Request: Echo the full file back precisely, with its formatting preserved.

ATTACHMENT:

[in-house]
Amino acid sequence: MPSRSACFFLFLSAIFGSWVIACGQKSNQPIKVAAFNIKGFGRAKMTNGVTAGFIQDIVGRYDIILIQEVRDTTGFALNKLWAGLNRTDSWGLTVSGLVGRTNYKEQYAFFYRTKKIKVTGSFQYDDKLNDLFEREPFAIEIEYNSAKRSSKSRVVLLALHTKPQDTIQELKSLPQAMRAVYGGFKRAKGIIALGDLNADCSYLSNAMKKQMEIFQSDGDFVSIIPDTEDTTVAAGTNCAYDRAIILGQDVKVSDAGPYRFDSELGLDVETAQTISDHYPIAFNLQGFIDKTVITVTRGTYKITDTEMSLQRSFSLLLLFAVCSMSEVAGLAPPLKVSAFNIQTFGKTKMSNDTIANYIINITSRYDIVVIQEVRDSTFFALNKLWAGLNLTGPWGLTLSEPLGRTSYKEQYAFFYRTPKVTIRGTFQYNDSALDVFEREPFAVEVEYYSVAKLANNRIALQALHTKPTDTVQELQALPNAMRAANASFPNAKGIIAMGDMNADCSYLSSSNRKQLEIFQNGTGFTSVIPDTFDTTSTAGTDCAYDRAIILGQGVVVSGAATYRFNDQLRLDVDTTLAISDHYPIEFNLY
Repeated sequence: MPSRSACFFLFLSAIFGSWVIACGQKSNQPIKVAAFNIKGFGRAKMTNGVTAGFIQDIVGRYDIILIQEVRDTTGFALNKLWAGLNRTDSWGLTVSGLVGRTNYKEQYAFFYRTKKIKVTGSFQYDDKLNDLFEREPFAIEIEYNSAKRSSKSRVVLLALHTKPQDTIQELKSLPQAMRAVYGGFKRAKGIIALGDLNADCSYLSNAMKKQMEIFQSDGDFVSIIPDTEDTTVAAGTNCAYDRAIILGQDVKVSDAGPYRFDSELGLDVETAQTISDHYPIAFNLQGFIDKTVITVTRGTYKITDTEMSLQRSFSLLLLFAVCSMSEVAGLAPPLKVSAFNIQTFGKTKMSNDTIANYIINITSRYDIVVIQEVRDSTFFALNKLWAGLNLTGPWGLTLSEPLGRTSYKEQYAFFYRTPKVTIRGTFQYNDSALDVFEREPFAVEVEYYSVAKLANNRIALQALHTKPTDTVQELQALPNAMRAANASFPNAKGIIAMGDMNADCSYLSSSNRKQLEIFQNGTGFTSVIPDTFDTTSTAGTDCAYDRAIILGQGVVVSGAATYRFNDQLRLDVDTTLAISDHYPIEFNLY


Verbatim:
[in-house]
Amino acid sequence: MPSRSACFFLFLSAIFGSWVIACGQKSNQPIKVAAFNIKGFGRAKMTNGVTAGFIQDIVGRYDIILIQEVRDTTGFALNKLWAGLNRTDSWGLTVSGLVGRTNYKEQYAFFYRTKKIKVTGSFQYDDKLNDLFEREPFAIEIEYNSAKRSSKSRVVLLALHTKPQDTIQELKSLPQAMRAVYGGFKRAKGIIALGDLNADCSYLSNAMKKQMEIFQSDGDFVSIIPDTEDTTVAAGTNCAYDRAIILGQDVKVSDAGPYRFDSELGLDVETAQTISDHYPIAFNLQGFIDKTVITVTRGTYKITDTEMSLQRSFSLLLLFAVCSMSEVAGLAPPLKVSAFNIQTFGKTKMSNDTIANYIINITSRYDIVVIQEVRDSTFFALNKLWAGLNLTGPWGLTLSEPLGRTSYKEQYAFFYRTPKVTIRGTFQYNDSALDVFEREPFAVEVEYYSVAKLANNRIALQALHTKPTDTVQELQALPNAMRAANASFPNAKGIIAMGDMNADCSYLSSSNRKQLEIFQNGTGFTSVIPDTFDTTSTAGTDCAYDRAIILGQGVVVSGAATYRFNDQLRLDVDTTLAISDHYPIEFNLY
Repeated sequence: MPSRSACFFLFLSAIFGSWVIACGQKSNQPIKVAAFNIKGFGRAKMTNGVTAGFIQDIVGRYDIILIQEVRDTTGFALNKLWAGLNRTDSWGLTVSGLVGRTNYKEQYAFFYRTKKIKVTGSFQYDDKLNDLFEREPFAIEIEYNSAKRSSKSRVVLLALHTKPQDTIQELKSLPQAMRAVYGGFKRAKGIIALGDLNADCSYLSNAMKKQMEIFQSDGDFVSIIPDTEDTTVAAGTNCAYDRAIILGQDVKVSDAGPYRFDSELGLDVETAQTISDHYPIAFNLQGFIDKTVITVTRGTYKITDTEMSLQRSFSLLLLFAVCSMSEVAGLAPPLKVSAFNIQTFGKTKMSNDTIANYIINITSRYDIVVIQEVRDSTFFALNKLWAGLNLTGPWGLTLSEPLGRTSYKEQYAFFYRTPKVTIRGTFQYNDSALDVFEREPFAVEVEYYSVAKLANNRIALQALHTKPTDTVQELQALPNAMRAANASFPNAKGIIAMGDMNADCSYLSSSNRKQLEIFQNGTGFTSVIPDTFDTTSTAGTDCAYDRAIILGQGVVVSGAATYRFNDQLRLDVDTTLAISDHYPIEFNLY